Connectivity of green and blue infrastructures: living veins for biodiverse and healthy cities

Biodiversity in European cities: a historical perspective

Is biodiversity in cities a futuristic idea?

I had the feeling that people were more used to living with biodiversity in cities in the pre-modern period. What kinds of coexistence did medieval urban residents have with non-human creatures? While thinking about this I came across a book called Animaltown: Beasts in Medieval Urban Space. 2017. Eds. Alice M. Choyke, Gerhard Jaritz. Bar International Series 2858. Consulting it also gave me an opportunity to visit the beautiful National Institute of Art History library in Paris. Here is a brief summary of what I learned from this book.

Throughout Eastern and Western Europe, urban residents coexisted with many animals in their cities, especially farm animals. It is interesting to note that these forms of coexistence were responses to changing land-use and access rights and urban regulations— the existence of such restrictions, and the conflicts caused and resolved by them, is not a modern phenomenon! Restrictions on farming in the countryside in the early medieval period led people to raise pigs, chickens, sheep and cows, geese, ducks, horses and donkeys in urban streets and courtyards. This practice was forbidden from time to time in various cities due to the problems it caused, such as traffic blockages, dung in the streets, the mess and potential contamination from slaughter, and so on. We should note that due to these annoyances, coexistence with flies would also have been common! In Dalmatia, pigs could only be raised in town between Michaelmas and Christmas.
But since hunting was usually illegal for common people, city-raised farm animals were an important solution for urban food provision.

There were also plenty of non-domestic animals in medieval towns. In York, in the UK, research suggests that various animals, such as jackdaws, were frequently tamed and ketp as pets. Interestingly, the currently ubiquitous urban pigeon was rare. Urban-dwelling pigeons seem to be a modern phenomenon. Rats were also not common in cities until they arrived from Asia via trade ships—arriving in York in the 9th C. By contrast, mice, voles, shrews, hedgehogs, weasels, frogs, and toads would have lived in urban ditches and abandoned houses and gardens. . The night soundscape of cites would have included croaking! Ravens, eagles and kites would have fed on this wildlife. Cats also lived off these animals and human food waste. Feral dogs, curiously, were apparently not an issue in European cities until the end of the medieval period.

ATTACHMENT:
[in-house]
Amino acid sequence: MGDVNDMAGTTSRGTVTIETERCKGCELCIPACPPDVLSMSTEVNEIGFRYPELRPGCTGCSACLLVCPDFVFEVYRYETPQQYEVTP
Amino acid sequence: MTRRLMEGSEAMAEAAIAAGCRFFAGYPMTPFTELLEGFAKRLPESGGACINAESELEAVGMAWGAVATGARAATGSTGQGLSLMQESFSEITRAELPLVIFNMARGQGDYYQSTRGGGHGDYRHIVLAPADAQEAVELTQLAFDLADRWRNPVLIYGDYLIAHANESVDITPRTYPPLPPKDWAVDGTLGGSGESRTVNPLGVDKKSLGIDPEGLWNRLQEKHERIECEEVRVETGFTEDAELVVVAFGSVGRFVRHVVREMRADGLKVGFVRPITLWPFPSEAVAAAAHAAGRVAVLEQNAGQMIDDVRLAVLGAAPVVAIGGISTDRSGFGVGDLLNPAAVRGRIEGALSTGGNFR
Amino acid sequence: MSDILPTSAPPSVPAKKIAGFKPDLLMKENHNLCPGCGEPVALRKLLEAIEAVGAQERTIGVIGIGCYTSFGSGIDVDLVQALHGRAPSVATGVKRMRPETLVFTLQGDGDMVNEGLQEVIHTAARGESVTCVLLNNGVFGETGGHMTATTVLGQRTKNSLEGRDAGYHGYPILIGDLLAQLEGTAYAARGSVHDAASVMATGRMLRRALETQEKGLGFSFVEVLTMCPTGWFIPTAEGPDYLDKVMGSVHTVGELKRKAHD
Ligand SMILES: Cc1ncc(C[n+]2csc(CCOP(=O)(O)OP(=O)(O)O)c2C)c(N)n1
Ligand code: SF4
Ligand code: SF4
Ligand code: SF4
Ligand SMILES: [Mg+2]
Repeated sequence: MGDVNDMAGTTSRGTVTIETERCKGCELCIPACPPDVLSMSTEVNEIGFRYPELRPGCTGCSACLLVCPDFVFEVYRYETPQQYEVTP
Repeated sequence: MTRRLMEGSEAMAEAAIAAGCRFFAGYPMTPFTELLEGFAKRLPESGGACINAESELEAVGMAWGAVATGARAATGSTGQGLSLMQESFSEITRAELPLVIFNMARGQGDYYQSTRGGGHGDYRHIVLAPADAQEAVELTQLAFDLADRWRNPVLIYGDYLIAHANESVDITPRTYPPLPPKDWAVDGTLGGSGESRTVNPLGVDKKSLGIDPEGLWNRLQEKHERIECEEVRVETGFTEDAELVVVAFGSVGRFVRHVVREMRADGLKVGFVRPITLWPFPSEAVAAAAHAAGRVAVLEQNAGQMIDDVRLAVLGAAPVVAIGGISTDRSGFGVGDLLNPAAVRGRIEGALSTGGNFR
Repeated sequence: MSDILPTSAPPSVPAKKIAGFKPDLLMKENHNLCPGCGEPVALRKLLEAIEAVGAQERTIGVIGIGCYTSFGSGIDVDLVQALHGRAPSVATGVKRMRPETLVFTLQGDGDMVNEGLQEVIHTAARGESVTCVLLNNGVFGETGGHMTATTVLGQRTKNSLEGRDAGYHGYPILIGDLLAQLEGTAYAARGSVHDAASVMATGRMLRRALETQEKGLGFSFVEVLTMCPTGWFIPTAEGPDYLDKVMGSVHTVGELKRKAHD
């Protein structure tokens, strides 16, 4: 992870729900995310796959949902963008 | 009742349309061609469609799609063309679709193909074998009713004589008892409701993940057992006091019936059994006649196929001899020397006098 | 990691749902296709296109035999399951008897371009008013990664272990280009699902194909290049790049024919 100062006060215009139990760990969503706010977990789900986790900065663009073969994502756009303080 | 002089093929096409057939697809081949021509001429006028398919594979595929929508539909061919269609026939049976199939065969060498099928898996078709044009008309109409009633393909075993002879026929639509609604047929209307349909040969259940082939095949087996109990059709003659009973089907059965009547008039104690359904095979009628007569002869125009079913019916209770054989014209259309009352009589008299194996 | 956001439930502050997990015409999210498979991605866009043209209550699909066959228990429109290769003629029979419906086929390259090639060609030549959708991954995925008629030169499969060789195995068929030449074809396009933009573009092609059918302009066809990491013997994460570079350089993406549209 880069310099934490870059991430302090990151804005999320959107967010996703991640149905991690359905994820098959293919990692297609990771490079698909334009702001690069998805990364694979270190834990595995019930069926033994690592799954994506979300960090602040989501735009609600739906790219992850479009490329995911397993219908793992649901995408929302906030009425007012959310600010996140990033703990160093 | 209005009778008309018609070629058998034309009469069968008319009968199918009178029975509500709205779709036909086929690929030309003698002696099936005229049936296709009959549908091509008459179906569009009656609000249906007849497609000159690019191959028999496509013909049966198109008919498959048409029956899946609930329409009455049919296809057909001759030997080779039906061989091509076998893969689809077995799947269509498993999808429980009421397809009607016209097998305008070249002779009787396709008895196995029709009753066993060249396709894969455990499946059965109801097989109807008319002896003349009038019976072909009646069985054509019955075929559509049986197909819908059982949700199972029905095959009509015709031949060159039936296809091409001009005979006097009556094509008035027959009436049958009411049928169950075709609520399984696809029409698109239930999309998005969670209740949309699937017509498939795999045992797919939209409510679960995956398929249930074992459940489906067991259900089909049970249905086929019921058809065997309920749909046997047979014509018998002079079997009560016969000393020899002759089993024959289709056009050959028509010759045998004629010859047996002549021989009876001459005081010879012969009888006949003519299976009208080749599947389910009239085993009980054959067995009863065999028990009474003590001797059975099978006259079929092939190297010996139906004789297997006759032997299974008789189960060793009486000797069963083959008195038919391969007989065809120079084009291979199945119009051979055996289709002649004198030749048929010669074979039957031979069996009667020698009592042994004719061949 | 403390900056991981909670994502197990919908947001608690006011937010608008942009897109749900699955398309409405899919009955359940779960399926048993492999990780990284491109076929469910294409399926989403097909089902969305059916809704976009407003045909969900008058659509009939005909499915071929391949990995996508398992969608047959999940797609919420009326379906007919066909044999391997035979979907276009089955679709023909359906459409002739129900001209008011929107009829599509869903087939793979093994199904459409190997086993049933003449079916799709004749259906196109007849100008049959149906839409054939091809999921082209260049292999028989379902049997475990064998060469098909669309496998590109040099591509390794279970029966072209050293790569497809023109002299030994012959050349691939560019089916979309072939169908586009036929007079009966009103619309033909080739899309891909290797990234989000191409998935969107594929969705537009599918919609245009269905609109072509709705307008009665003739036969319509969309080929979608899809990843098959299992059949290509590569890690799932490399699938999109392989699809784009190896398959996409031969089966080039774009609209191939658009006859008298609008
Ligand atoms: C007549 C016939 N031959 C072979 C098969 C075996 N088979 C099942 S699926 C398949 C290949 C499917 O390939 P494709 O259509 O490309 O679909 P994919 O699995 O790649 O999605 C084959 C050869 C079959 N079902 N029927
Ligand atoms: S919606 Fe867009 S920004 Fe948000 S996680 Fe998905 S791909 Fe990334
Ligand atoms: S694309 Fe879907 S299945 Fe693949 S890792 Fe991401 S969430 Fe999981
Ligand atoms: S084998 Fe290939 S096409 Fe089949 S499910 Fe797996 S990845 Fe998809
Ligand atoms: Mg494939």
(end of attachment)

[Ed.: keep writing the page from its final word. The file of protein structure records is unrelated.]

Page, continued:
In peri-urban areas, sheep were often in conflict with orchard and crop farmers. When shepherds brought sheep into town for market, this could cause huge traffic jams. Increasingly, the messy and inconvenient aspects of animal life, food production, and processing of other animal products (e.g. in tanneries), were moved to city edges or outside city walls. This led to a constant exchange between the city and its surrounding countryside.

Finally, cities were also places where one might be lucky enough to see exotic animals collected by elites, such as the polar bear in 12th C London or the tiger in 15th C Torino (Italy). Bears for baiting and performing monkeys were also displayed in cities.

Medieval cities were swarming with animals, whether domestic, tamed or wild. While the modes of coexistence sound much more chaotic than anything a modern European city dweller would expect today, this coexistence was a response to problems we still face: access to land, access to food, and issues of urban planning. Today, while there are very few large animals in European cities, plant biodiversity is coming back as a response to these issues, in the form of urban allotment gardens and urban agriculture.

--Meredith Root-Bernstein

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